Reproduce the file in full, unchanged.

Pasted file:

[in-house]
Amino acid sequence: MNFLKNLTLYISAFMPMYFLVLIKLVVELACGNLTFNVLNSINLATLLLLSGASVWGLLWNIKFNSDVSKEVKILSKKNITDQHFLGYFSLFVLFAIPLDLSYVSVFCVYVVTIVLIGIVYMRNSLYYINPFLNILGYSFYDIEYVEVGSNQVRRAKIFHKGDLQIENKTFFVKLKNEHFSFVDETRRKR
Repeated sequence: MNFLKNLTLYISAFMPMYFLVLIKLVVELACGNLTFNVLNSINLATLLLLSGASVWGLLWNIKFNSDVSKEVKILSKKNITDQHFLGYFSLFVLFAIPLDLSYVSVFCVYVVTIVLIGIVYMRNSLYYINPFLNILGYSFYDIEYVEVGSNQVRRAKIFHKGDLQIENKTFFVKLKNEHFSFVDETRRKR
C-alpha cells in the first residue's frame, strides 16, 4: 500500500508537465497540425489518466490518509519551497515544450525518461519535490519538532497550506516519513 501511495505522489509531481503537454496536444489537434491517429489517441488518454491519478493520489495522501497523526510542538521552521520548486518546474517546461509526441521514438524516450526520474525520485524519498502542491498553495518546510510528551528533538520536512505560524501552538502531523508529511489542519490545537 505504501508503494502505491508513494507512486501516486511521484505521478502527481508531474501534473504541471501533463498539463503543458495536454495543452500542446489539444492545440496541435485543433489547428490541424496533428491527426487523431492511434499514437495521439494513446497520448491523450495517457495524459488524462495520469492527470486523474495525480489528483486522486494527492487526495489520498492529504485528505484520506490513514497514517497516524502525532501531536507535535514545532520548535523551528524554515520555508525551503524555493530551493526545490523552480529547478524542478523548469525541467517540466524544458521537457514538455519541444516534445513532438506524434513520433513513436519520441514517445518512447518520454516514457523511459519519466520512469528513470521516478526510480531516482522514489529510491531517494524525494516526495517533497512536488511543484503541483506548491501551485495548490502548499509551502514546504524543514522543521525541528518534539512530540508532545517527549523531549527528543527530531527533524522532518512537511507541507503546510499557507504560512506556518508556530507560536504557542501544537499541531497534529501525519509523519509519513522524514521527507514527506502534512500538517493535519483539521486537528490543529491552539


[in-house]
Amino acid sequence: MNFLKNLTLYISAFMPMYFLVLIKLVVELACGNLTFNVLNSINLATLLLLSGASVWGLLWNIKFNSDVSKEVKILSKKNITDQHFLGYFSLFVLFAIPLDLSYVSVFCVYVVTIVLIGIVYMRNSLYYINPFLNILGYSFYDIEYVEVGSNQVRRAKIFHKGDLQIENKTFFVKLKNEHFSFVDETRRKR
Repeated sequence: MNFLKNLTLYISAFMPMYFLVLIKLVVELACGNLTFNVLNSINLATLLLLSGASVWGLLWNIKFNSDVSKEVKILSKKNITDQHFLGYFSLFVLFAIPLDLSYVSVFCVYVVTIVLIGIVYMRNSLYYINPFLNILGYSFYDIEYVEVGSNQVRRAKIFHKGDLQIENKTFFVKLKNEHFSFVDETRRKR
C-alpha cells in the first residue's frame, strides 16, 4: 500500500508537465497540425489518466490518509519551497515544450525518461519535490519538532497550506516519513 501511495505522489509531481503537454496536444489537434491517429489517441488518454491519478493520489495522501497523526510542538521552521520548486518546474517546461509526441521514438524516450526520474525520485524519498502542491498553495518546510510528551528533538520536512505560524501552538502531523508529511489542519490545537 505504501508503494502505491508513494507512486501516486511521484505521478502527481508531474501534473504541471501533463498539463503543458495536454495543452500542446489539444492545440496541435485543433489547428490541424496533428491527426487523431492511434499514437495521439494513446497520448491523450495517457495524459488524462495520469492527470486523474495525480489528483486522486494527492487526495489520498492529504485528505484520506490513514497514517497516524502525532501531536507535535514545532520548535523551528524554515520555508525551503524555493530551493526545490523552480529547478524542478523548469525541467517540466524544458521537457514538455519541444516534445513532438506524434513520433513513436519520441514517445518512447518520454516514457523511459519519466520512469528513470521516478526510480531516482522514489529510491531517494524525494516526495517533497512536488511543484503541483506548491501551485495548490502548499509551502514546504524543514522543521525541528518534539512530540508532545517527549523531549527528543527530531527533524522532518512537511507541507503546510499557507504560512506556518508556530507560536504557542501544537499541531497534529501525519509523519509519513522524514521527507514527506502534512500538517493535519483539521486537528490543529491552539